As we in Jews for Jesus present the gospel to Jewish people, we often encounter various objections to our message. An objection is really different from a question. A person sincerely seeking to know the truth and willing to believe in Christ would logically ask questions to clear up whatever part of the message he or she found confusing or hard to believe. An objection, on the other hand, seeks no response. It is a reason or excuse for not believing, and it becomes a smoke screen for the person who does not want to believe in Christ.

The oddity of this kind of reaction is that sometimes when people are putting up the biggest smoke screens, they may, in fact, be closest to coming to Christ. Some put forth objections because they really do not want to believe or hear our message and are trying to silence us. Others put forth objections because they are actually close to faith and are frightened at the prospect of becoming believers. Sometimes we are able to voice their unspoken objection” by asking, “If the Bible is true and Jesus is the Messiah, are you willing to believe and follow him, even though it may have severe social consequences for you?”

I encountered that kind of situation while I was traveling through the Midwest with the Liberated Wailing Wall, our mobile evangelistic music team. A Jewish man named Loren came to one of our church presentations on a Friday night. He had come at the invitation of two Christian friends. When Karen, one of our team members, talked with him after the presentation, Loren had many objections to the gospel, but he seemed willing to study the matter further. Karen gave Loren a copy of our book Yeshua, the Jewish Way to Say Jesus, and wrote down Loren’s name and address for future contact.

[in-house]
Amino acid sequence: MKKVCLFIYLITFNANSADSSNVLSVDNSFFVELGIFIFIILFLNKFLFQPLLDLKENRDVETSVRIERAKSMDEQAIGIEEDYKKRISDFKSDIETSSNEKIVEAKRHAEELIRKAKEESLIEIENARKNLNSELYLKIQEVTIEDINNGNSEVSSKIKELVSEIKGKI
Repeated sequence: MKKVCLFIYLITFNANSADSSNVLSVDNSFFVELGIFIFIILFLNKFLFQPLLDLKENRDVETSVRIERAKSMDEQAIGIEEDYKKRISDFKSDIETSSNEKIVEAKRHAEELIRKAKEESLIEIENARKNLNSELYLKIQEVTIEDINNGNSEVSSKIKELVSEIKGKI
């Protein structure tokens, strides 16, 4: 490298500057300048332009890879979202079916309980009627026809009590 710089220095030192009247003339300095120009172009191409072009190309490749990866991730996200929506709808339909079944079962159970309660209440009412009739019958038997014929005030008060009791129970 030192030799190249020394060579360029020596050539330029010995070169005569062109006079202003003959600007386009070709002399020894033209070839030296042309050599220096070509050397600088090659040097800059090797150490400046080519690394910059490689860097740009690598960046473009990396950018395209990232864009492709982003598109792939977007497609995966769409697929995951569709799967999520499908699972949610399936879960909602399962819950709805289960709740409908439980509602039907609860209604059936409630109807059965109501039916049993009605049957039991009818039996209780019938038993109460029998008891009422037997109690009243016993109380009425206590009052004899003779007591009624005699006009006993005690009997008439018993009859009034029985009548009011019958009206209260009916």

Sunday night Loren came to another of our meetings, and this time Karen asked me to speak to him. He had finished the Yeshua book. Afraid now that he believed that Jesus might be the Messiah, Loren confronted me with a whole series of objections:

“If I believe in Jesus, will I be buried in a Jewish cemetery or a Christian cemetery?”

“If I believe in Jesus, can I still go to my synagogue and observe Jewish rituals?”

“If I believe in Jesus, where will I worship—in a church or in a synagogue?”

“If I believe in Jesus, won’t I be betraying the whole concept of Judaism that we believe in only one God?”

Although each of Loren’s questions had legitimate answers, basically they betrayed his fear that he could not be Jewish and believe in Jesus at the same time. He was afraid of being ostracized by his Jewish peers if he decided to follow Christ. The real answer to all of Loren’s objections was that the Jewishness that Moses and the prophets taught our people was not the primary issue. Moses was not primarily concerned with ritual, nor with cultural separation, nor with mere concepts. Moses was concerned with God and Israel’s relationship to him.

I told Loren that it was wrong for him to be satisfied with a merely cultural Jewishness. He needed to be concerned about his relationship to God. That was his primary need as a Jew, to be in right relationship with the God of Israel. Loren had already read the evidence in the Yeshua book that Jesus was the Messiah, and he was beginning to believe it.

When Loren had first come into the church building that evening with all of his rapid-fire objections, he had not seemed very open to the gospel. But after he and I had talked for about half an hour, I stopped him and said, “I don’t know if I have any more answers that might really be of help to you unless, of course, you want to pray.” At that point, Loren really surprised me by saying, “Yes, I do. I want to receive Yeshua.”

Loren’s many objections to the gospel had been a mask, a smoke screen. He was afraid of the fact that he was beginning to believe. But when he came face to face with the real issue of reconciliation to God, Loren knew that he had a decision to make. Speaking to Loren and then praying with him taught me a lesson: Objections can be a smoke screen used not only by those trying to avoid the gospel, but also by those who are standing at the very threshold of faith!

Editor’s note: Joshua Moss led the Liberated Wailing Wall until December, 1985. He and our staff missionary, the former Gina Ciavolino, also a past member of the Liberated Wailing Wall, were married on December 28, 1985. Josh and Gina are now stationed at our Los Angeles Branch.